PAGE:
Harness racing, like any industry is a business. Bills need to be paid, food needs to be put on the table and we are responsible for our families. An excellent showing of the importance of family took flight on Thursday October 16th when trainer Kyle Reibeling was notified through social media that one of his past horses was set to be put down. "A friend of mine, Jackie Panko alerted me that a friend of hers noticed some Standardbreds in a meat pen in Ottawa, ON waiting to go to slaughter" says Kyle. "One of the tattoo numbers matched a mare I bred and raised." "I raced her for a year before she was purchased by another party" explains Kyle. This didn't sit well for Kyle; it left a sinking feeling within that this would be her demise. "My heart sank." Kyle describes. "I know we can't control what happens to our horses after they leave our care, but when (a situation like this) is presented, you have to do something about." That's exactly what Kyle did. Did Kyle think it was possible to save Pocketfulasunshine? He did not know to be honest, but instead of wondering Kyle took action to save her. His first thought was 'I cannot let this happen'. "This was happening in the Ottawa (Ontario) area" explains Kyle. "I didn't know how to go about, we got the contact information we needed and luckily I have a good friend and a gentleman I train for down in Ottawa who really stepped up to the plate." Enter Bern Lavigne and Rick Sullivan who came through with back to back home runs. "They went down the next day and purchased her for me and took her to their place." Kyle notes, "They picked the burrs out of her and gave her a good bath. She was real skinny." Kyle is proud to say she has a great life now. Pocketfulasunshine is done racing, however Kyle admits he does enjoy taking her out for a jog and Pocketfulasunshine is responding well. And she's eating well; Kyle adds she finishes every meal. His daughters have fallen in love with Pocketfulasunshine too. "This is something we had to do." Kyle continues, "We are not looking for praise and I don't think this is anything out of the ordinary. Nobody wants to see anything bad happen to one of their horses they took care of and loved like family." A few years ago while riding in his tractor Kyle recalls wondering what to name her, "I remember thinking 'what am going to name this foal?' and a Natasha Bedingfield song came on that was full of spunk and Pocketfulasunshine it was." The song: Pocketful of Sunshine 'Take me away, to a secret place...' are the first few words that catch me when I listened to the song that inspired the name. At the time, who would have known how deep this would mean? More powerful were these next set of lyrics written by Natasha which took this story to an entire new level of meaning. 'Take me away to better days... take me away to a sweet escape.... In the darkness there is light and nobody cries.... Take me away to better days... the sun is on my side... I smile up to the sky and know I will be alright.' Roderick Balgobin Supernova Sports Club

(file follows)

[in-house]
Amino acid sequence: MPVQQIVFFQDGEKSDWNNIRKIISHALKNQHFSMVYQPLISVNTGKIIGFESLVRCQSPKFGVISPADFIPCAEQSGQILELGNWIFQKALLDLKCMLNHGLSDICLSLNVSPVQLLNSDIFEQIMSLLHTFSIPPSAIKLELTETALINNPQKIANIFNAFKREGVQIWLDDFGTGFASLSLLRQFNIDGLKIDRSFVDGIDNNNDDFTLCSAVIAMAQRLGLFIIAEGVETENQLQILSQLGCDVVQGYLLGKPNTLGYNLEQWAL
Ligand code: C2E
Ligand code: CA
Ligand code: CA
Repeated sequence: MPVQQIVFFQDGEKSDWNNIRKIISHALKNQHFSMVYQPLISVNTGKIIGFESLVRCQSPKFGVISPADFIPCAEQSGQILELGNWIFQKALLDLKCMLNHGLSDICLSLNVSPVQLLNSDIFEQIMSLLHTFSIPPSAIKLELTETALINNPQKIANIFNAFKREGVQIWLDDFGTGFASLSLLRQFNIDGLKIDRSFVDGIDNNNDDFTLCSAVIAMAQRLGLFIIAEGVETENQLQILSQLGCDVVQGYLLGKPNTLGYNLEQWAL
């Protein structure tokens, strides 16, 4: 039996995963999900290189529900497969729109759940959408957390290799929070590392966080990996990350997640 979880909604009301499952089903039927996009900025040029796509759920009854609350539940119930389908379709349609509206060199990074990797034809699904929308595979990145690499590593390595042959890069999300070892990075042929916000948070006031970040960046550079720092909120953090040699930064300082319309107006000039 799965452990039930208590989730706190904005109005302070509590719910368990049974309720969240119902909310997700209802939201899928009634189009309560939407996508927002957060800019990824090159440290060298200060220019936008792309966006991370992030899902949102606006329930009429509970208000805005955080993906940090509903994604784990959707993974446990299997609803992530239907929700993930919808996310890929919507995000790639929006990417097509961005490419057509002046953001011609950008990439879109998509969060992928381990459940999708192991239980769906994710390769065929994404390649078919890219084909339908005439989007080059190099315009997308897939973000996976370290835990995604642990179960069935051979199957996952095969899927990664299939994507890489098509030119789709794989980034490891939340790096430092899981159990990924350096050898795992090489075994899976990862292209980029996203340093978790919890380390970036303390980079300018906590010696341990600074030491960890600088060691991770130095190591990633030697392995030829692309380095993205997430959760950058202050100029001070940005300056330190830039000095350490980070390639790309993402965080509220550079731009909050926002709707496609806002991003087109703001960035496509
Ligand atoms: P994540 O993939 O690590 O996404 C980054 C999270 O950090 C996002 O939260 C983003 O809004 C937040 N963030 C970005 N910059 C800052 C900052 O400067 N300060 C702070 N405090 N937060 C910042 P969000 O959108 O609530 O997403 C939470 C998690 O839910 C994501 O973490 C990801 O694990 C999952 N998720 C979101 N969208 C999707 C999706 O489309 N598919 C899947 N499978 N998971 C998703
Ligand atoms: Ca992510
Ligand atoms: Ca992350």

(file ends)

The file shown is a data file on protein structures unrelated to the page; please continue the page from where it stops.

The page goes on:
Harness racing trainer Casie Coleman is a new person in many ways. One exception is Casie is still training top flight winners and going for her unprecedented third win in a row at the 69th Jug. Casie lost 74 pounds and she admits there's still more to lose. Funny, normally the word 'lose' is rarely associated with Casie but in this scenario, losing means she's winning. What caused Casie to do a 180 degree change? "I was running three stables; one in Ontario, one in Florida and one in New Jersey. There were a lot of owners and staff." Casie says. Even though Casie was stacking up the win column, so was the pressure and ultimately the stress. "I used to be tired all the time" admits Casie. "I was known to be a b**** and very hard to get along with. I admit I was always real tense and stressed with the amount of big races I had on the go. There was staff, owners and a lot to handle and I would let stuff pile up on me." Casie acknowledges she wasn't so pleasant to work and given that she's a perfectionist, if the smallest thing wasn't right, it could get rough. "I would snap", says Casie. "I was always on edge." After cutting down to 33 horses, where at one time Casie had as many as 120 horses under her care and having fewer owners to handle, she is happier. Much happier! "I got to the point where I didn't even enjoy training the horses anymore. I even thought about getting out a few times." Casie continues, "I had some great horses and some people would die to have the stable I had, yet I wanted to get out and not (train) anymore." "The bigger my stable got, the bigger I got!" laughs Casie. Now, daily gym visits is what Casie uses to let out her frustration. Instead of lashing out, she burns calories. If it's been a rough day, this means Casie will endure a harder workout, benefiting her health. "I much more professional now, calmer in how I handle situations" Casie says. "I am a very happy person now and my owners have said I am a whole lot easier to deal with now." Casie states, "Even my staff has said that. I can't remember the last time I got mad at someone, whereas before it was happening many times throughout the day." In the past Casie was not a morning person and she admits she had a difficult time waking up. Since changing her life around Casie is up bright and early and ready to go. Now Casie jogs all her horses, no longer is she stuck in the office at a desk solely returning calls and entering horses. "Before I was tired all the time, now I have so much energy, it's unbelievable." Casie continues, "In the past I would be eating steak and pasta after the races, I was too dumb to know that was bad for me. I wasn't eating breakfast and I would have my first meal around 2pm." "I hired a personal trainer who taught me how to eat properly and how to count calories." Casie openly admits that stress caused her to gain a lot of weight. "Now I'm a whole lot happier doing my job." People walk past Casie now not realizing who she is. "Some people have a hard time believing it's me." Casie says with a laugh. "I was 205 pounds last year.... Now I'm at the Jug looking at pictures from last year and I'm like 'holy crap, I can't believe that's me. How did I do that to myself?' I was a size 16 before I started working out and now I am a size 2. It's been a big change that's for sure." Casie will keep working with her personal trainer even though she's in better shape, there's more to lose for her to win. She'll continue to jog all her horses and train opposed to being a manager. For the Jug, Casie has McWicked primed to go from the 1 spot and Casie praises one of her employees, Jeffrey Kemp for doing a standout job with McWicked. "He's been awesome" says Casie about Jeffrey's work with McWicked. Throughout the years and all the changes, Casie is grateful to her parents Phil and Linda Coleman as well as her assistant trainers (Andrew Harris, Mike Stewart and Anthony Beaton) who helped run her barns while she was away and for their hard work in all the success. By: Roderick Balgobin, for